author = "Christopher Browning and Shneider, {Mikhail M.} and Bowman, {Valorie D.} and David Schwarzer and Petr Leiman",
year = "2012",
month = "2",
day = "8",
doi = "10.1016/j.str.2011.12.009",
language = "English (US)",
volume = "20",
pages = "326--339",
journal = "Structure with Folding & design",
issn = "0969-2126",
publisher = "Cell Press",
number = "2",

}

TY - JOUR

T1 - Phage pierces the host cell membrane with the iron-loaded spike

AU - Browning, Christopher

AU - Shneider, Mikhail M.

AU - Bowman, Valorie D.

AU - Schwarzer, David

AU - Leiman, Petr

PY - 2012/2/8

Y1 - 2012/2/8

N2 - Bacteriophages with contractile tails and the bacterial type VI secretion system have been proposed to use a special protein to create an opening in the host cell membrane during infection. These proteins have a modular architecture but invariably contain an oligonucleotide/oligosaccharide-binding (OB-fold) domain and a long β-helical C-terminal domain, which initiates the contact with the host cell membrane. Using X-ray crystallography and electron microscopy, we report the atomic structure of the membrane-piercing proteins from bacteriophages P2 and 92 and identify the residues that constitute the membrane-attacking apex. Both proteins form compact spikes with a ∼10 diameter tip that is stabilized by a centrally positioned iron ion bound by six histidine residues. The accumulated data strongly suggest that, in the process of membrane penetration, the spikes are translocated through the lipid bilayer without undergoing major unfolding.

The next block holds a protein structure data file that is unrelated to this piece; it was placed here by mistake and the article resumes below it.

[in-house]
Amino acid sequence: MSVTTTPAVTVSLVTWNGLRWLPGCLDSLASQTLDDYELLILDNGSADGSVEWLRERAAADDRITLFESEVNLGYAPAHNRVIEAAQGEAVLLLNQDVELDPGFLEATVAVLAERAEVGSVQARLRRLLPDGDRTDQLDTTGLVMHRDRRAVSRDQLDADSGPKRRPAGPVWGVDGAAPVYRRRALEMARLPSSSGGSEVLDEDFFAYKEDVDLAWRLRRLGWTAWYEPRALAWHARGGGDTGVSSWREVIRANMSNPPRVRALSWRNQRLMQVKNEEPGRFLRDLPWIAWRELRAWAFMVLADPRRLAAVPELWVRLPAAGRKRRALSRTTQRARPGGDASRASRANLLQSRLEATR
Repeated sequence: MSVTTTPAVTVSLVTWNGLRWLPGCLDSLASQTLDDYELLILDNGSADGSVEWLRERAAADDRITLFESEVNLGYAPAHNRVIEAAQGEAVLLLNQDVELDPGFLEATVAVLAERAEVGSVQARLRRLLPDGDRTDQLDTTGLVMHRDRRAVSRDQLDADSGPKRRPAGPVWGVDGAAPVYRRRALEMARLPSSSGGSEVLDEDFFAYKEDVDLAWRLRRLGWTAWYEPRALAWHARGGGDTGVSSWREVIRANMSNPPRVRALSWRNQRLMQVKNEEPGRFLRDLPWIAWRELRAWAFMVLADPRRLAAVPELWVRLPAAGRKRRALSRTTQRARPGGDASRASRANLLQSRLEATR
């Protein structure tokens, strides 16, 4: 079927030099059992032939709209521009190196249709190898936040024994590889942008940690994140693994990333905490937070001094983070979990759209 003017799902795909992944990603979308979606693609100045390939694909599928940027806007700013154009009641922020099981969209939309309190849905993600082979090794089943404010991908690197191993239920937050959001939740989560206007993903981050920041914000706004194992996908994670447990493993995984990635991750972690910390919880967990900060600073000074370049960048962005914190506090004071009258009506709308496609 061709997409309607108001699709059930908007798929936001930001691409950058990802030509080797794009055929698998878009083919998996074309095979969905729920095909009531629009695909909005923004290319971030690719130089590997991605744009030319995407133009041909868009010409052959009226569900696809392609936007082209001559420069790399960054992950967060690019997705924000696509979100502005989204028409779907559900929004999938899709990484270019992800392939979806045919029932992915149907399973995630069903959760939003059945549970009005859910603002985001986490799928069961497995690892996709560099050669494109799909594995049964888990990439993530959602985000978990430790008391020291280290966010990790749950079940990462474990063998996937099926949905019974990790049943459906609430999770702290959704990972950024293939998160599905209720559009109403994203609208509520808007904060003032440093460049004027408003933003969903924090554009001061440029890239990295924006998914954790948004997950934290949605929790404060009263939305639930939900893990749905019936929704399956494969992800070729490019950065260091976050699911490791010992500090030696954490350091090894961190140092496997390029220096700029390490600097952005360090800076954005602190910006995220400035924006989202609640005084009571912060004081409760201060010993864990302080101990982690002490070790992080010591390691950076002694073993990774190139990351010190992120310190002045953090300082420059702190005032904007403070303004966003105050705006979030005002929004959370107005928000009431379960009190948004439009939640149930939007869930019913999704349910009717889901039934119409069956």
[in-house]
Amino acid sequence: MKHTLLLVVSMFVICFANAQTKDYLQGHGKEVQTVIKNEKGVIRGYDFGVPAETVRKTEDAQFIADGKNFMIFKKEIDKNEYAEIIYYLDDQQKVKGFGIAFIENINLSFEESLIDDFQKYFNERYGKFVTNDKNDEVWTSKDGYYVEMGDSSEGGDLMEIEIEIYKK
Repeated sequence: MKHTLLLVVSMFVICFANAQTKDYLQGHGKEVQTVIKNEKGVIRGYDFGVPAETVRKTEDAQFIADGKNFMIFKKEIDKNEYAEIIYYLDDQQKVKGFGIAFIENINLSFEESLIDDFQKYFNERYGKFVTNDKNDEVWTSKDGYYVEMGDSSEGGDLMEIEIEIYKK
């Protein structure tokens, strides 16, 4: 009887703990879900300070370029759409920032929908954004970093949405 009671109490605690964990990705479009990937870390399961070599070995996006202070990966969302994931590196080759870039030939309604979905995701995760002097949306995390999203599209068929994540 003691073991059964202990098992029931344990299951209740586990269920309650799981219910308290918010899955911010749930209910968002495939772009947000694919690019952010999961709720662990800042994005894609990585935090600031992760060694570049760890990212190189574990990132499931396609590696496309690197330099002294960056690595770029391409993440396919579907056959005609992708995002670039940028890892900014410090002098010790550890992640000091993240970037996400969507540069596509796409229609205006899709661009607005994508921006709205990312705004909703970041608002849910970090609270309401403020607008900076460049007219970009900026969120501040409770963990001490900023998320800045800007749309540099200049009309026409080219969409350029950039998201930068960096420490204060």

AB - Bacteriophages with contractile tails and the bacterial type VI secretion system have been proposed to use a special protein to create an opening in the host cell membrane during infection. These proteins have a modular architecture but invariably contain an oligonucleotide/oligosaccharide-binding (OB-fold) domain and a long β-helical C-terminal domain, which initiates the contact with the host cell membrane. Using X-ray crystallography and electron microscopy, we report the atomic structure of the membrane-piercing proteins from bacteriophages P2 and 92 and identify the residues that constitute the membrane-attacking apex. Both proteins form compact spikes with a ∼10 diameter tip that is stabilized by a centrally positioned iron ion bound by six histidine residues. The accumulated data strongly suggest that, in the process of membrane penetration, the spikes are translocated through the lipid bilayer without undergoing major unfolding.

UR - http://www.scopus.com/inward/record.url?scp=84856753664&partnerID=8YFLogxK

UR - http://www.scopus.com/inward/citedby.url?scp=84856753664&partnerID=8YFLogxK

U2 - 10.1016/j.str.2011.12.009

DO - 10.1016/j.str.2011.12.009

M3 - Article

VL - 20

SP - 326

EP - 339

JO - Structure with Folding & design

JF - Structure with Folding & design

SN - 0969-2126

IS - 2

ER -